I just don’t expect anyone to listen to them. Honestly. My December episodes, as timely as I try to make them, just never do well – at first.

I put them out as tradition — cause I’ve always done them. I put them out because they are a part of my Christmas. I love the storytelling, the history and the joy that comes from just talking Christmas. And I put them out to create a record. Believe it or not, there’s great value in old episodes — even it if it just for the sake of history.

2020 is a historic year. Your podcasts, whether you mean them to or not, will reflect that and years down the line you will look at them and say, “remember when?”

But, more than that — your old episodes, and even those done in the dog days of December, hold great value.

After years of doing this and with a great many episodes in the archives I can tell you this: there’s no sweeter connection with a listener you can have than one who sends you an email in response to an episode you did five years ago.

I don’t remember what I said five years ago!

When I get those emails I have to go back and listen to what I said.

And guess what? You learn a lot by listening to your younger self.

You walk away with observations that make you sometimes cringe. “Boy, was I a jerk!” or “Wow, I got that one wrong” or, my fav, “Who WAS that?”

Right now, for no other reason than it’s 2020 that I can see, my older episodes are doing better than the stuff I’ve just released. I can’t explain it. But a lot of people are listening and tuning in to my Christmas past.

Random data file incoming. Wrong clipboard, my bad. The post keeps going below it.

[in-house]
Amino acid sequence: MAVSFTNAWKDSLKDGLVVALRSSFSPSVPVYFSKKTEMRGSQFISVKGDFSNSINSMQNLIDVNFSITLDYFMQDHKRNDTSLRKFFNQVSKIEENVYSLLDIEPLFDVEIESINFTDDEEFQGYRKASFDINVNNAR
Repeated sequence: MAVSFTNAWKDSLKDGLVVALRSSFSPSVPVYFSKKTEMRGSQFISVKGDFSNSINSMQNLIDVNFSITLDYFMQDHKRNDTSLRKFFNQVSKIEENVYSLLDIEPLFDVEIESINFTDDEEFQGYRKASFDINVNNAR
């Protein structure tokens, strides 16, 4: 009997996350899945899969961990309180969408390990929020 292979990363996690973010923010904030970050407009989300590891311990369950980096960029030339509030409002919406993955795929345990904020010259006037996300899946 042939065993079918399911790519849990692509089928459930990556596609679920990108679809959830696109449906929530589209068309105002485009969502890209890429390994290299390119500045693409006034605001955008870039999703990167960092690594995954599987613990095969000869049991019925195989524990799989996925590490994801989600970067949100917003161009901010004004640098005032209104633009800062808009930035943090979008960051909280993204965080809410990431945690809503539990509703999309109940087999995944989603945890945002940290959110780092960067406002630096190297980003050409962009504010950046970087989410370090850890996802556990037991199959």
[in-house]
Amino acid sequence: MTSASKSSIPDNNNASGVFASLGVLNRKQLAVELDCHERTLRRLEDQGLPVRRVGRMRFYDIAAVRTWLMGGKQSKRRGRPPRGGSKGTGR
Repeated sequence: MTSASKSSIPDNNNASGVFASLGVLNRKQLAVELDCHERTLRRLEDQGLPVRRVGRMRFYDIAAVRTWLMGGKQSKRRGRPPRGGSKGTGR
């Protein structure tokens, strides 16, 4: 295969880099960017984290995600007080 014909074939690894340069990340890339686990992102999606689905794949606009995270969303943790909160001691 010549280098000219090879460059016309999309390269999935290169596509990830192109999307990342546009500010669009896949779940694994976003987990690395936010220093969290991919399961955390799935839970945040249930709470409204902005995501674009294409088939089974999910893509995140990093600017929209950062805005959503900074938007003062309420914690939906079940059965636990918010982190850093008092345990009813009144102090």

That is the reason why you cannot give up on your December episodes. Just let go of your December expectations. There are just too many other things out there to compete with in mid-December that have nothing to do with you and your podcast.

It’s been an unprecedented year. In some twisted ways, it has been a fun year, especially in Christmas podcasting. But don’t get your Christmas knickers in a twist if your December pods don’t explode. They never do.

This project of ChristmasPodcasts.com has been a fun one but we’re only getting started. Sean is doing an exceptional job. YOU are doing an exceptional job.

In this year, Christmas podcasts finally became “a thing”.

We are officially another sub-set of Christmas crazies.

I love that. I think it is the coolest thing ever that so many are taking up podcasting as a means of extending their Christmas joy. Everyone brings something new, fresh and great to the Christmas table. Christmas podcasts are Christmas passions on parade. How fun is that?

I didn’t think it would ever happen. And I do fear that some podcasts are going to go away after this Christmas of 2020.

I sure hope that doesn’t happen.

I hope folks hang in their with their podcasts and continue to look at ever creative ways of bringing Christmas to folks online.

The Christmas folks out there of all types do want and need what you’re offering.

Even if they can’t get to it in December.

Merry Christmas.